Immigration, Labor Power, and Working Class Solidarity


Recently, a Washington DC-based astroturf group, with the dubious name “Progressives for Immigration Reform,” plastered posters around the Bay Area concerning foreign workers receiving H-1B visas. Their message addressed tech workers and mimicked the xenophobic, anti-immigrant policies of the Trump administration, calling for a nationalist response. The implication being that rather than themselves, U.S. tech workers should make foreign workers “undeserving and expendable.”

Viewed historically, these racist ideas predate even the creation of the U.S. Working class historian Ted Allen dated them to Bacon’s Rebellion in 1676-1677; the backlash to that multi-racial class-based uprising resulted in the “invention” of the white race and creation of chattel slavery. Ever since this racist ideology has been codified in state laws and is often expressed in xenophobic limitations and outright bans on immigrants. The first immigrant ban had its origins in the sandlot rallies of racist white labor leaders, like Denis Kearney, here in San Francisco in 1877, resulting in the Chinese Exclusion Act of 1882. Trump’s attempted Muslim Ban was only the latest in this ugly legacy.

This session of the Learning Club will survey the history of these state-level anti-immigrant policies of exclusion, up to the present and the falsehoods around labor markets and H-1B visas. But more importantly, we will look at examples of working class solidarity, when in the process of struggle workers were able to transcend these divisions. An inspiring one was the 5.1 million — mostly Latinx — workers who went on one-day general strike on May Day 2006, forcing congress to back down on the virulently anti-immigrant H.R. 4437 (a.k.a. Sensenbrenner Act). Others were the airport protests against Trump’s Muslim Ban in January 2017. We will pose the question of how tech workers can embody the internationalism best expressed by the Industrial Workers of the World’s adage, “An Injury to One is an Injury to All!”


Discussion Questions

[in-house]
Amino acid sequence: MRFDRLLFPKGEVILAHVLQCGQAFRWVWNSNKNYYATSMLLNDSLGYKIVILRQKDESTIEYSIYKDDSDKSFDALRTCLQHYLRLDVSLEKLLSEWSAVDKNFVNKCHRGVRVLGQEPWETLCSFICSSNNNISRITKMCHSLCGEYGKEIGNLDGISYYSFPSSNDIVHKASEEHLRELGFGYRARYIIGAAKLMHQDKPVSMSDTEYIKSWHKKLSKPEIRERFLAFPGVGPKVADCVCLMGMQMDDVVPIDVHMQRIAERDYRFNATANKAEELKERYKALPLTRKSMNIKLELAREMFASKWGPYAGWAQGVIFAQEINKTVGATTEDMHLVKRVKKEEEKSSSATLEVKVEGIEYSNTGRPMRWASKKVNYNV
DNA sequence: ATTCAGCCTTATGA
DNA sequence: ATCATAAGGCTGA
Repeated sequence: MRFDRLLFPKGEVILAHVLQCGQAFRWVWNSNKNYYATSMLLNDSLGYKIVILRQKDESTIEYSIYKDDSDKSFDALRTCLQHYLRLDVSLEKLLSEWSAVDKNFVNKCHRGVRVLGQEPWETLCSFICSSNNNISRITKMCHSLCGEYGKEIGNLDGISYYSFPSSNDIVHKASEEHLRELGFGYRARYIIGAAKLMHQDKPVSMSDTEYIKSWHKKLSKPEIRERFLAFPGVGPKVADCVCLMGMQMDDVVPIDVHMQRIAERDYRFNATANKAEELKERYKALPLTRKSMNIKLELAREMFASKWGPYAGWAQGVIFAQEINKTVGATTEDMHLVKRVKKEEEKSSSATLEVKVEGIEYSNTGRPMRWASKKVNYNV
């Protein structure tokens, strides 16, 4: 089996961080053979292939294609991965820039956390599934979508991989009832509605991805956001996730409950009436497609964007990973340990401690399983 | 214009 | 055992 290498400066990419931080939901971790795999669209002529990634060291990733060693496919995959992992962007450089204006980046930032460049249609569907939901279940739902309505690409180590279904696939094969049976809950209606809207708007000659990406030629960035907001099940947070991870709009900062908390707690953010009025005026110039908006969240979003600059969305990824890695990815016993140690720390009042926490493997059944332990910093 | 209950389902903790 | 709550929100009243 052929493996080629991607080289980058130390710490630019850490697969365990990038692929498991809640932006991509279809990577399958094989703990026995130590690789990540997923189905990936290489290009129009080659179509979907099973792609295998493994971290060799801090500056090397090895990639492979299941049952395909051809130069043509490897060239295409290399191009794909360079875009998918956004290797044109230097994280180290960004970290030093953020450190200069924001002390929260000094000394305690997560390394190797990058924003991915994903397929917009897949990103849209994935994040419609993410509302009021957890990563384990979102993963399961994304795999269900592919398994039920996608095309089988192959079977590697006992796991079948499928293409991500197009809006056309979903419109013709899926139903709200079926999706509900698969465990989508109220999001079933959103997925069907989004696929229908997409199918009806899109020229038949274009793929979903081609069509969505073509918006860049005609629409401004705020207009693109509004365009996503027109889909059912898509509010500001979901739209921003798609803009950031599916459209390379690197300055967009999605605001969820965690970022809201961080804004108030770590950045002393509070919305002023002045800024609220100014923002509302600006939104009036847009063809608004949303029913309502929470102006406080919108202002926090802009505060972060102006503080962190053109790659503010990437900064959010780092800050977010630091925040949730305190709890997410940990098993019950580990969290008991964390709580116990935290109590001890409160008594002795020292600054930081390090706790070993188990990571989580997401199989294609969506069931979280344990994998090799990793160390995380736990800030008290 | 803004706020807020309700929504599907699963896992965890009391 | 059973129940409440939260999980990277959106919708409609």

1. What did the 1882 Chinese Exclusion Act have in common with Brown vs Board of Education, vis-à-vis African Americans benefiting (albeit only slightly) at the expense of Asian Americans during Reconstruction and the Cold War.
  2. How is there the same hypocrisy with the treatment with the Japanese, with Executive Order 9066, and with Trump’s immigrant ban on Muslims?
  3. How do tech firms manipulate the H-1B visa workers to control labor markets, reduce wages, and force migrant workers into “indentured servitude”?
  4. Why are workers with Green Cards at an advantage compared to the holders of H-1B visas and why would a Green Card applicant be reluctant to ask for a raise, let along go on strike
  5. What is presidential “plenary power” concerning immigration and what might be done to challenge it?
  6. What organizing methods did the immigrant workers use to mobilize for the 2006 May 1st “Day Without Immigrants” general strike, and are any of them applicable today? What can be learned about the airport protests against Trump’s attempted Muslim Ban?

Additional Resources

  1. Class Struggle and the Origin of Racial Slavery: The Invention of the White Race, Ted Allen, Insane Dialectical Editions, (2006)
  2. History of Racism and Immigration Time Line: Key Events in the Struggle for Racial Equality in the United States, (2005)
  3. The War on Immigrants: Racist Policies in the Trump Era, Alvaro Huerta, American Political Science Association (APSA) Migration and Citizenship Newsletter, (2017)
  4. Don’t Trust the Courts: The legal fight against Trump’s attack on Muslims will only succeed if it’s backed up by mass politics, Rob Hunter, Jacobin, (2017)
  5. Anti-Immigrant Ads Aimed At Tech Workers Are Running On Public Transit (Buzzfeed)
  6. Bay Area tech workers stand with all immigrants: A statement against anti-immigrant BART ads (